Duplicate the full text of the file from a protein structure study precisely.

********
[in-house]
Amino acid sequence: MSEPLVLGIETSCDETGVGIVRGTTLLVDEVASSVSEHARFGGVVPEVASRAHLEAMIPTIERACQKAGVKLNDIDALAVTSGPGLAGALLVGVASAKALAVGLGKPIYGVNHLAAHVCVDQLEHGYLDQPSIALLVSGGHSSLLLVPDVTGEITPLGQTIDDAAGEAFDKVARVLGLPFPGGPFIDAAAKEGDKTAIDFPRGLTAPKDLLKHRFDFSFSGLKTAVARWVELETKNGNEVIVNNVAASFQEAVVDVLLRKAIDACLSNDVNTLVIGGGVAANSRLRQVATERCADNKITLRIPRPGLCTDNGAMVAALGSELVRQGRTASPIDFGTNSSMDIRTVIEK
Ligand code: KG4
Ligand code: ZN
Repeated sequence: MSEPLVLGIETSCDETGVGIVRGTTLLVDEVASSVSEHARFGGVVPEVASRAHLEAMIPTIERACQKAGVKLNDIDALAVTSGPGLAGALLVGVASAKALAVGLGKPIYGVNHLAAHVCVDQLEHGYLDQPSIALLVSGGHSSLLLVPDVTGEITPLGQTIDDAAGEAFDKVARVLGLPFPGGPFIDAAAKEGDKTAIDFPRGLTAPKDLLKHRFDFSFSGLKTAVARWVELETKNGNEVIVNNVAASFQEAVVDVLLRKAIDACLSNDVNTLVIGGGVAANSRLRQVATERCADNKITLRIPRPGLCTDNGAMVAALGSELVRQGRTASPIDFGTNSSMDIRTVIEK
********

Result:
[in-house]
Amino acid sequence: MSEPLVLGIETSCDETGVGIVRGTTLLVDEVASSVSEHARFGGVVPEVASRAHLEAMIPTIERACQKAGVKLNDIDALAVTSGPGLAGALLVGVASAKALAVGLGKPIYGVNHLAAHVCVDQLEHGYLDQPSIALLVSGGHSSLLLVPDVTGEITPLGQTIDDAAGEAFDKVARVLGLPFPGGPFIDAAAKEGDKTAIDFPRGLTAPKDLLKHRFDFSFSGLKTAVARWVELETKNGNEVIVNNVAASFQEAVVDVLLRKAIDACLSNDVNTLVIGGGVAANSRLRQVATERCADNKITLRIPRPGLCTDNGAMVAALGSELVRQGRTASPIDFGTNSSMDIRTVIEK
Ligand code: KG4
Ligand code: ZN
Repeated sequence: MSEPLVLGIETSCDETGVGIVRGTTLLVDEVASSVSEHARFGGVVPEVASRAHLEAMIPTIERACQKAGVKLNDIDALAVTSGPGLAGALLVGVASAKALAVGLGKPIYGVNHLAAHVCVDQLEHGYLDQPSIALLVSGGHSSLLLVPDVTGEITPLGQTIDDAAGEAFDKVARVLGLPFPGGPFIDAAAKEGDKTAIDFPRGLTAPKDLLKHRFDFSFSGLKTAVARWVELETKNGNEVIVNNVAASFQEAVVDVLLRKAIDACLSNDVNTLVIGGGVAANSRLRQVATERCADNKITLRIPRPGLCTDNGAMVAALGSELVRQGRTASPIDFGTNSSMDIRTVIEK